Clinical Trials help researchers discover which treatments and approaches work and are safe, providing the evidence medical practitioners need to make better decisions about how to treat different medical conditions. Every single one of us either indirectly, or directly, benefits from the advances made to medicine as a result of clinical trials.

In particular, trial participants could gain access to advanced treatments that are not yet on the market, and for those who may have exhausted standard treatment options, a trial could be a game changer and even a lifesaver.

Unfortunately, awareness of clinical trials is low among cancer patients. A survey revealed that 85% were unaware that participation in clinical trials was even an option, and 75% reported that they would have at least considered it if offered. Perhaps not surprisingly, data suggest that just 3% of adult cancer patients actually do participate in clinical trials.

We wanted to develop a platform to not just search for clinical trials but also provide a platform for both doctors and patients to be able to comment on trials they have personally undergone or have seen results of. This way, the experience is more relevant and the user can walk away with a better understanding of a trial.

What it does

Users can search for and view information about clinical trials using keywords and filters (gender, type of study). They can view a list of search results in the language of their choice. From there, if they find a trial of interest, they can click on it to view more details, the highlight of which is a comments section from other patients who are undergoing / have undergone the trial and physicians who know about the trial.

How we built it

We leveraged the Algolia API to be able to search and filter information about clinical trials based on user input.

We used the Google Translate API to allow users to select the language to display their information in.

This information was fed directly into a page with relevant results summarizing the information.

Each entry contained four pieces of information (Type, Recruiting or not Recruiting, Medicines/Drugs if applicable, and locations). Each entry was linked to it's own page (by passing an ID via parameters in the URL and using wixLocation to grab it onReady).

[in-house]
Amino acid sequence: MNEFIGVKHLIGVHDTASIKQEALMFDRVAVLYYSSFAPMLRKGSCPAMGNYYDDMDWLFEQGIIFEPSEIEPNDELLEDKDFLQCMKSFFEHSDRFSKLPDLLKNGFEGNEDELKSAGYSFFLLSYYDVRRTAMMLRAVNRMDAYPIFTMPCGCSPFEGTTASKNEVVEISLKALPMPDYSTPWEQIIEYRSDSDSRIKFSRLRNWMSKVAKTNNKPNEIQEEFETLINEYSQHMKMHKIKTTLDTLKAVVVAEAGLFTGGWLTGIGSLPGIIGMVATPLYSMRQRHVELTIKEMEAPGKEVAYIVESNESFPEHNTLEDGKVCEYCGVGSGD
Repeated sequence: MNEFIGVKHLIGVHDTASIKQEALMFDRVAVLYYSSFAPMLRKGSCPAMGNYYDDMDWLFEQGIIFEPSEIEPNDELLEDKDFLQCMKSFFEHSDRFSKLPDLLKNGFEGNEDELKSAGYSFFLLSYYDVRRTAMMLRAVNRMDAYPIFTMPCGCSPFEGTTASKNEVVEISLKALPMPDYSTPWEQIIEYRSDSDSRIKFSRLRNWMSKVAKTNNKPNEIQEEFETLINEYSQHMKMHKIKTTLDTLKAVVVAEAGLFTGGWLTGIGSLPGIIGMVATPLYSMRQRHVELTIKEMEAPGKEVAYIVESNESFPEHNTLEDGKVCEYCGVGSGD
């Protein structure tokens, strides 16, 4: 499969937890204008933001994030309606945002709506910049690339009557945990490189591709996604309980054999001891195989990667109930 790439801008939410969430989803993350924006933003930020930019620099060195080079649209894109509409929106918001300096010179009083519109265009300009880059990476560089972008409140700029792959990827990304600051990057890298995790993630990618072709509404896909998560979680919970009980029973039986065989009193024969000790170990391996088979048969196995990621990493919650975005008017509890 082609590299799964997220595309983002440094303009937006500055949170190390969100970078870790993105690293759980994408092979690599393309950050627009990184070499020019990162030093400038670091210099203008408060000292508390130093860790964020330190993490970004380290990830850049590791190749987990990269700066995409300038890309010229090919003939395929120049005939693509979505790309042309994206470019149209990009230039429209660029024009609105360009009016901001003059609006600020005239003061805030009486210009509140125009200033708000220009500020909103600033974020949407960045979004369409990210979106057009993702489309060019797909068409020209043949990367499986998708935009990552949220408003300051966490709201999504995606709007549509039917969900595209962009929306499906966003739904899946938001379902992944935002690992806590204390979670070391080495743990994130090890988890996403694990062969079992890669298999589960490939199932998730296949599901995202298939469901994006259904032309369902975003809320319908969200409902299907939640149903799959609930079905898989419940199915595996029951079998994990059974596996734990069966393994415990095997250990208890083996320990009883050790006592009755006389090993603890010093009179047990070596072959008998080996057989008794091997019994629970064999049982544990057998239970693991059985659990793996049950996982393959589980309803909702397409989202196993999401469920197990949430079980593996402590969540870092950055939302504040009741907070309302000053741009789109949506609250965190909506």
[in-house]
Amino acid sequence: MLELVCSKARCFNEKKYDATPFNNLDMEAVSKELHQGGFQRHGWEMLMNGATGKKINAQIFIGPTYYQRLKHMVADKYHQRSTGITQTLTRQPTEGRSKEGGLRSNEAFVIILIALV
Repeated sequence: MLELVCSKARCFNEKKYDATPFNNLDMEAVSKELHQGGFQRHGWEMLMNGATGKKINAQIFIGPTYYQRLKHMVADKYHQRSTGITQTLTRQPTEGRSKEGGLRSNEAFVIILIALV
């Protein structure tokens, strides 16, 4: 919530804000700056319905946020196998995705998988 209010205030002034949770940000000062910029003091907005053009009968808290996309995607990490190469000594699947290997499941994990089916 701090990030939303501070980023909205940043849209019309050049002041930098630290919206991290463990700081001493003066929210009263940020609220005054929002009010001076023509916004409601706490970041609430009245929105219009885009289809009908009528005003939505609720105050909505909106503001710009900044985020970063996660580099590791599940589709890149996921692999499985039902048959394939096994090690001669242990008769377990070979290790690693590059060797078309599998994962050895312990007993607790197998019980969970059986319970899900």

Specific pages had the same information as well as a comments section for that specific page. This allowed users to submit ratings and comments regarding the trial, either doctors or non-doctors. Users can view all reviews and see the average review immediately. No clutter, no extra information.

Challenges we ran into

  1. Implementing Comments Wix Code has a cool feature that allows you to plug in reviews and review counts. However, since we did not have a database for each trial (only a comments database), we needed to dynamically update reviews and review counts on page load, as well as dynamically update the page (without refresh) with the new comments, average rating, and review count once a user submitted a new review.

  2. Connecting a dynamic fetch with Wix pages. Originally, when building out the comments feature, we used a Database Collection to store static information about each page. However, once the Algolia search feature was complete, we needed to merge the two. This was difficult because we no longer had access to Wix-code's dynamic-page feature, so we had to make use of other features such as wix-location (path, query) to uniquely identify which trial we wanted to show.

  3. Allowing the user to provide search parameters. When testing each feature, we were limiting search to one disease with no ability to provide additional parameters. However, in practice, this is not desirable. We managed to allow users to provide language, disease type, gender, and type of study.

Accomplishments that we're proud of

  1. Using Wix Code! We were so happy and encouraged by the ease of use of Wix Code, specifically in relation to the legendary documentation provided. It really helped us to navigate the new environment as well as make it much easier for us to implement certain features

  2. Finishing our idea! We never imagined we would be able to have a working prototype by the end of this weekend, but we do! And it works and looks nice!

  3. Adding features that we take for granted everyday. Search features, comment features, ratings, and location information are not as easy to provide as it seems. It was so rewarding to learn how these APIs, hooks, and functions worked to be able to do it ourselves.

What we learned

What's next for SimpliCT

  1. Add User Authentication - This can allow Wix to send e-mails to users if they elect to receive more detailed information about a specific clinical trial. Furthermore, users can save clinical trials in their bookmarks to view later. This profile information can also be leveraged to pre-screen certain users for certain clinical trials, further improving the search experience by reducing irrelevant trials.

  2. Allow clinical trial administrators to connect with users. Our web app can track when users view certain trials, and this information can be made to clinical trial administrators. This way, it is not only the users who have access to insightful information, but administrators can personally reach out to candidates based on profile (queried by Wix Code) to further the vetting process. This will increase the likelihood that a patient will receive a tangible, potentially life-saving treatment.

  3. Get it in use! Share it with patients seeking these life-saving treatments on blogs, social media, and more! The more people that use SimpliCT, the more people these treatments can reach!

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